European History Pt. 19 — Prussia

Last time was Austria. Now Prussia. I love Prussia. So scrappy, so tough. Too bad that when looked at objectively, it was a repressive garrison state. Such a shame.

As far as I can tell, the formation of Prussia is just really, ridiculously complex. Looking at a map will confirm this because the country just grew and shrunk every few years or so and sometimes it wasn’t even a single mass of territory but two splotches of land that were separated by other powers. Weird right?

Anyway, Prussia started with Brandenburg, the area around Berlin. The elector of Brandenburg got to help pick the Holy Roman Empire and starting in 1415 it was run by the Hohenzollern family year in and year out. In 1618, the elector of Brandenburg inherited the Duchy of Prussia in the middle of Poland.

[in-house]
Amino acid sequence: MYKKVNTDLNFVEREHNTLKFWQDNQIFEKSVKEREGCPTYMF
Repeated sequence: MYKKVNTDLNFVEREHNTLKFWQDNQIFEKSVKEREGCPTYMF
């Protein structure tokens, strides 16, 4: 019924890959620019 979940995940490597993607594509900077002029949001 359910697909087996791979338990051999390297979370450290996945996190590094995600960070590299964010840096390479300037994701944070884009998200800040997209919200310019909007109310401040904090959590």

At this point, there were three masses to the Hohenzollern holdings. There was Prussia abutting the sea, Pomerania/Brandenburg near Berlin and a western possession near the Rhine. All three of these areas were disconnected, but they would be the base of growth and connection in what came next.

In 1640, Frederick William inherited the three lands named above. He was, “The Great Elector” and did an enormous amount to turn Prussia around from the backwater of the Thirty Years’ War to a recognized power. He welcomed skilled craftspeople from France and elsewhere and built up the military.

Since armies were small at this time, a disciplined fighting force could be used as a potent bargaining chip in international negotiations.

Because the Fredericks and Williams gets confusing, here is the line of succession during this time period.

Frederick William “the Great Elector” 1640-1713

Frederick William I 1713-1740 (no cool title, but this guy built up the military and made government much cheaper and more efficient)

Frederick William II “Frederick the Great” 1740-


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